Archive for May, 2015

The Mighty Flynn!


This gorgeous boy is Flynn Mayfield, a 10 month old miniature Shetland.

He was castrated under Ketamine anaesthesia as he was too small to do it standing! Recovery was very easy and he was soon lifted up and back on his feet.

He is doing very well and can now be turned out with the rest of the herd. Such a super cute little chap!

Photo shows Vet Pippa Kaplowitch and Senior Nurse Mandy Dobbs – who carried out the procedure.

The Big Tick Project!


Haven Veterinary Group Ltd is proud to be participating in the Big Tick Project.

In the UK, Public Health England estimates the number of new Lyme Disease cases each year at around 3,000 while Lyme Disease charities say the figure could even be as high as 15,000 annually.  However, the majority of people are unaware that this potentially debilitating condition also affects our pet dogs.

What is the Big Tick Project?

The University of Bristol’s Big Tick Project is being supported by TV presenter, naturalist and dog lover Chris Packham, and aims to raise awareness of the risks and symptoms associated with tick-borne disease, and to educate owners how they can reduce their dog’s exposure to ticks and the diseases they carry.

Throughout spring and early summer when ticks are most active, vets taking part in the Big Tick Project will be giving dogs visiting their practice a tick check.  The ticks collected by vet practices will be sent for testing to the team of scientists at the University of Bristol who are leading the Big Tick Project. The team, led by Professor Richard Wall, will be examining the ticks for the presence of Lyme Disease and other tick-borne diseases which it is feared may be emerging in the UK. Owners whose dogs have taken part in the project at participating vets will receive a Big Tick Project certificate and have helped advance the knowledge surround tick-borne disease in the UK.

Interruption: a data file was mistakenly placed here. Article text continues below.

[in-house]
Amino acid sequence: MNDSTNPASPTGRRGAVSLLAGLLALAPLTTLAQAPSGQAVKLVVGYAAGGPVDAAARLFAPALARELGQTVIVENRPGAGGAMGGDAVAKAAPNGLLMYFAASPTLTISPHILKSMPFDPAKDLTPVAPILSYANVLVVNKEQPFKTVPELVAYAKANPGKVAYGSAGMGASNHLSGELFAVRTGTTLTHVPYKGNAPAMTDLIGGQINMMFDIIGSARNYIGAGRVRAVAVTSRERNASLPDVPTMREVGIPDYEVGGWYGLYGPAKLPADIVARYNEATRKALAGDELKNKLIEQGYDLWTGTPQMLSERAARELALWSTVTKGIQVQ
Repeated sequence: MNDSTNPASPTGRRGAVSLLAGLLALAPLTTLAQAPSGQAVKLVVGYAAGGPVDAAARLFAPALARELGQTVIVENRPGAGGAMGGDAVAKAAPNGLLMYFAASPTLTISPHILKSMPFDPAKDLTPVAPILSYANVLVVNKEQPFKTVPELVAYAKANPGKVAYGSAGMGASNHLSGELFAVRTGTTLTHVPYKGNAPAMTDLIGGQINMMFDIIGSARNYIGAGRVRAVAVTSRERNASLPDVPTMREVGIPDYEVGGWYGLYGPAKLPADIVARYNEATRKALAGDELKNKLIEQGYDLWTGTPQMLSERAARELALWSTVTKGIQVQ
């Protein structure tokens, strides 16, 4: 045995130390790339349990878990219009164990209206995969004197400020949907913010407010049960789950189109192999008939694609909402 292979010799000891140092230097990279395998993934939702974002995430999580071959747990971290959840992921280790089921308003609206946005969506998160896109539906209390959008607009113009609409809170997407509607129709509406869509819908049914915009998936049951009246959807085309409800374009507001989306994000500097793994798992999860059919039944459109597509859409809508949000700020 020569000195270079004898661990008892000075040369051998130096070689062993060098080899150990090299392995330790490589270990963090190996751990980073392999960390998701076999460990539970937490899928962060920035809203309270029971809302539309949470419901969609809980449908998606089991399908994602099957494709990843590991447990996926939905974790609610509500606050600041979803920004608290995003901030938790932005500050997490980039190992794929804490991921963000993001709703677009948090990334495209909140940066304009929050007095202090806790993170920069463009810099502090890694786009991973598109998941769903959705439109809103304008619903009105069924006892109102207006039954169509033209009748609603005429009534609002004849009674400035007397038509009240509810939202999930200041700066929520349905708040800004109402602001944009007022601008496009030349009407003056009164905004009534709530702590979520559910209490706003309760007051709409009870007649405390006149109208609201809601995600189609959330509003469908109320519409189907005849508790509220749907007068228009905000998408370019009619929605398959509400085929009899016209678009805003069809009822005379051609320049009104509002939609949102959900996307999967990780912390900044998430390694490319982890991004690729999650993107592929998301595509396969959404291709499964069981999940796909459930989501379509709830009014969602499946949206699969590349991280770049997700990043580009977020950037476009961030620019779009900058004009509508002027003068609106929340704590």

Why ticks are a health risk to pets and humans

Ticks are unpleasant in their own right, but they are also a threat to the health of your pet and your family.

Ticks also spread disease, and as external parasites are second only to mosquitoes in terms of their public health importance worldwide. Examples of diseases they may transmit in the UK include:

Lyme disease (borreliosis), a bacterial disease of dogs, horses and people – a growing problem in the UK

  • – In dogs it may cause lameness, fever, anorexia, lethargy, swollen joints and rarely kidney failure
  • – In humans it may cause a rash and flu-like symptoms, but may eventually produce abnormalities in the joints, heart and nervous systemDid you know…?
  • Babesiosis, caused by a microscopic parasite that invades red blood cells has also been shown to be carried by UK ticks. The disease can manifest with high temperature, increased respiratory rate, muscle tremors, anaemia, jaundice, and weight loss.
  • A single female tick can lay several thousand eggs at a time
  • It can take up to 3 years for the adult tick to develop